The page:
First, I gathered my tools: 2 gallon jugs of distilled water, 2 full containers of EC3 Mold Solution Concentrate, clean dry towels, and my Sani-tizer cold fogger.
(NOTE: I realize that the amount of EC3 and distilled water is more than the 1 gallon jug on the machine can handle, but you want to make sure you have more than enough to complete the task at hand, so that you are not going back for more in the middle of spraying everything. You want a fine mist to fully cover all of your contaminated things. This is not a job that you should start, leave and come back to later. You want enough supplies and time to complete it in one session. You can always repeat the treatment later, if you feel it is needed, but never stop halfway. Mold growth will only be stopped and inhibited on what is treated. Thus, to leave some behind mid-treatment will not give you optimal results.)
Then, I got all of my clothing bins, bags and suitcases to be fogged, and moved them from the truck to an outdoor patio area that would get plenty of sunshine. I also made sure that I had access to a power outlet near where I was placing all of the bins. You may even need an extension cord, depending on how far you need to move the fogger from the outlet to start your job. Many people fog things in an enclosed area to make sure that none of the fog dissipates to other areas, or so that it can totally infiltrate the nooks and crannies of the crawlspace or room to be treated. But, for my purposes, I wanted to fully mist each item separately, covering every square inch, and then allow it to dry outside in the sun, rather than bringing it inside the house. I also thought that adding the bacteria-killing abilities of the high-heat and UV rays from the early afternoon sunshine (UV lights have been used for many years in hospital settings as a method of controlling bacteria) while the bins dried wouldn’t hurt my cause.
Third, I filled the Sani-tizer’s gallon jug with the correct measurement of EC3 Mold Solution Concentrate to distilled water per EC3 package instructions. (FYI, to make a gallon of the mold-cleaning solution for my fogger, I mixed 16 ounces of EC3 Mold Solution Concentrate with 112 ounces of distilled water.) I also practiced pointing and adjusting the nozzle head and spray strength before using it. It is advisable to be comfortable with pointing, rotating and moving around with the portable fogger before actually using it, because once it is on and misting, you want to make sure to focus your spray on what needs to be cleaned. Ensuring that the aerosolized particles of the EC3 solution land and evaporate directly on the mold, makes it more successful at killing the mold. It can best be described as almost smothering it.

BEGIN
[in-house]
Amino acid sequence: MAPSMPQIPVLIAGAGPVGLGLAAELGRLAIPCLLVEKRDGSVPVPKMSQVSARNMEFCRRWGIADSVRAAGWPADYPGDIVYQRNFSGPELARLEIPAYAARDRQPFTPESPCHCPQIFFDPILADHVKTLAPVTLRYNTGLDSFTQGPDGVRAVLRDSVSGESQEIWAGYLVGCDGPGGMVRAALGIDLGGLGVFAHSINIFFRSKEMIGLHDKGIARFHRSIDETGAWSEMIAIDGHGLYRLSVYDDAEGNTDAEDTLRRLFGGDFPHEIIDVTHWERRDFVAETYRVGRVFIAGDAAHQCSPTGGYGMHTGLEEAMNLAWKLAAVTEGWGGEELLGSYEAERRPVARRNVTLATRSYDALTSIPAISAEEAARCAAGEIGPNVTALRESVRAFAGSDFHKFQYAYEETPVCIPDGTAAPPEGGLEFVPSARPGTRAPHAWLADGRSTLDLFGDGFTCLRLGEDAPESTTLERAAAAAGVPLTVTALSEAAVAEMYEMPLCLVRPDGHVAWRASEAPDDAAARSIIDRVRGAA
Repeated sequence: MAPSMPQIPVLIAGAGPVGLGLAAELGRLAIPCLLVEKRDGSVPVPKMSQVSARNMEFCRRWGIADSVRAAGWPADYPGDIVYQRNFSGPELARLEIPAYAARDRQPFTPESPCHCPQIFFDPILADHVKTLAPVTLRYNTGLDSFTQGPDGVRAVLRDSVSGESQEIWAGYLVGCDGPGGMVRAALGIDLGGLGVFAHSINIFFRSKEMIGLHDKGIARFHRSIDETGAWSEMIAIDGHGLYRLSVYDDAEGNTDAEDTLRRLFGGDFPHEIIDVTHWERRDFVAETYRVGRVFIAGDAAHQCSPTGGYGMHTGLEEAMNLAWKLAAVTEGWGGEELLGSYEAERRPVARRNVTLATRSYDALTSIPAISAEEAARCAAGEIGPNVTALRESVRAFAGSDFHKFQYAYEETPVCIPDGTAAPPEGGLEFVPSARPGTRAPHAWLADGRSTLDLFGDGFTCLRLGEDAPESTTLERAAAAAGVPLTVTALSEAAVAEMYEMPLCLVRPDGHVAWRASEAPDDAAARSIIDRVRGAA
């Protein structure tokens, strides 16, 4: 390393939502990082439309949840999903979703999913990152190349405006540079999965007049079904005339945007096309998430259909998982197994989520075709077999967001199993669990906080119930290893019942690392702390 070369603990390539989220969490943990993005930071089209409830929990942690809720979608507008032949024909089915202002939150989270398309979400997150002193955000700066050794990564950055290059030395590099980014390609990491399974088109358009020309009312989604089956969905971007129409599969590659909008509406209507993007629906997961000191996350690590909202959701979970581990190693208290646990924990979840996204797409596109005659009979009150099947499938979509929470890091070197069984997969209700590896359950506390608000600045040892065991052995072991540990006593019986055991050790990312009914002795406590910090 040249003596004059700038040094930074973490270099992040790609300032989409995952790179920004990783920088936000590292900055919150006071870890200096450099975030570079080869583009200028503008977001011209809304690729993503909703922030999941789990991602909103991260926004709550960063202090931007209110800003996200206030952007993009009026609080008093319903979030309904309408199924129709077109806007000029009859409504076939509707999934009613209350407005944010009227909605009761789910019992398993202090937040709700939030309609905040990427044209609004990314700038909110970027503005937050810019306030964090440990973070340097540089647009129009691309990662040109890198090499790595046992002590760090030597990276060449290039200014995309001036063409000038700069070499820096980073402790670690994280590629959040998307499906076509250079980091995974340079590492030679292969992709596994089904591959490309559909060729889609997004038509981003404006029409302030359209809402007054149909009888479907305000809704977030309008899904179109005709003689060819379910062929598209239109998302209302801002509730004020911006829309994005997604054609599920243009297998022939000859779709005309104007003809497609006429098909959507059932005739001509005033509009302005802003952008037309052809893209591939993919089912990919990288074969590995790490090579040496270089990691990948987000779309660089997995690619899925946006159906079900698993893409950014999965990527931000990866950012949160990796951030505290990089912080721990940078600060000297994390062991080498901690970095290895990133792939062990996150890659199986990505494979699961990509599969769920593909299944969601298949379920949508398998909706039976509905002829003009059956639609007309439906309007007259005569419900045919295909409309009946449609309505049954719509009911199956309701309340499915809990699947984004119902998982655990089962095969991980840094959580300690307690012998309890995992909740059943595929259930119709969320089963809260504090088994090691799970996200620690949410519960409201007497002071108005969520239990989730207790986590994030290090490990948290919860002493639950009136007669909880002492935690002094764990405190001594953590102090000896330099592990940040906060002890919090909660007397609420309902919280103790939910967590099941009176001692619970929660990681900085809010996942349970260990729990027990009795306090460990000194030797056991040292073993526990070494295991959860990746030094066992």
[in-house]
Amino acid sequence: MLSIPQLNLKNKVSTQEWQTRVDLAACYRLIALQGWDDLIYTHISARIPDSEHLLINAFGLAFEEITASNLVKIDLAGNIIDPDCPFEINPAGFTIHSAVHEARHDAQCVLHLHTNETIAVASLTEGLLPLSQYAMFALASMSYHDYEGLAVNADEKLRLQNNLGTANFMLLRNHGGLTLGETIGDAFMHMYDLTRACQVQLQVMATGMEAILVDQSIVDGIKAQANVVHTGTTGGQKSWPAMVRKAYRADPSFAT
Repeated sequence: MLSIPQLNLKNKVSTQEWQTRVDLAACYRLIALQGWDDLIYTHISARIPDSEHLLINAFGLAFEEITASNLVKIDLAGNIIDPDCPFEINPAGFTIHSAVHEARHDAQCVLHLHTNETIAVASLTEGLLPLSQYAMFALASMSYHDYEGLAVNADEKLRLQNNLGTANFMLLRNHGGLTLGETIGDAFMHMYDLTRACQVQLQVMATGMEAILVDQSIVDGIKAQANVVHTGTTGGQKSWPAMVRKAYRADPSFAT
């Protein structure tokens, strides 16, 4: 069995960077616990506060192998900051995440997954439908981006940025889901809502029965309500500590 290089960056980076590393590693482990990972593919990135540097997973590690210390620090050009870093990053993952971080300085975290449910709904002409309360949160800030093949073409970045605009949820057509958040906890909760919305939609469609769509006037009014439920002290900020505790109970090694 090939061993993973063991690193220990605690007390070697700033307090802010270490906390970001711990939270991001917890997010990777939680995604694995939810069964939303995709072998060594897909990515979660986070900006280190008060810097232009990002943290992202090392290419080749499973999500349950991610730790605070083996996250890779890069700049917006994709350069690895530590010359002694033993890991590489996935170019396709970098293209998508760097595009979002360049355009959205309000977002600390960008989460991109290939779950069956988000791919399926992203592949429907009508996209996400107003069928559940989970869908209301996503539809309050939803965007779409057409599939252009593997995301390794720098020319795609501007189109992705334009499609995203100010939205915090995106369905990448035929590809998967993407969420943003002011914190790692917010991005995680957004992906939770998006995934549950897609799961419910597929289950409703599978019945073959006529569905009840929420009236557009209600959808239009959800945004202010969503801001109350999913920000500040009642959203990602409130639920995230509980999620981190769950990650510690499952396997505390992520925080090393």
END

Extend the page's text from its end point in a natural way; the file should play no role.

When I was ready to start fogging, I plugged the Sani-Tizer in and turned it on. Once fogging, it was easy to move around each bin. I would cover every inch, side and crevice prior to moving on to the next bin. I had decided beforehand not to fog the bottoms of the bins until the tops were dry.
I moved each completed bin to the sunniest area to dry. Once completely dry, I turned the bins and bags over on top of a clean, dry towel, and fogged the bottoms. Then I pulled them on the towels back out into the sun to dry. Believe me, I left no mold spore un-fogged. I was an animal.
When the bins and bags were completely dry, I decided to make extra certain that I wasn’t bringing contaminated clothing into the house by removing and fogging the clothes inside of all of the bags. I then brought the fogged clothes inside the house to wash in the washing machine with the EC3 Laundry Additive to kill any lingering spores. (Here is the LINK to my post on Cleaning Clothes for Mold.)
I decided not to fog the contents of the sealed bins, because I opened many up, and everything inside passed the sniff test—no mustiness or sweet smells that are associated with mold. Also, the bins were completely sealed and taped closed, so I didn’t expect any air to penetrate. The clothing bags were just more porous and breathable, so I didn’t want to chance it.
When I was done, I had conquered a project that would’ve taking me days and days of work in just a few hours. The cold fogger made it possible for me to clean the bins quickly, so that I could also get back to the task of moving even more quickly.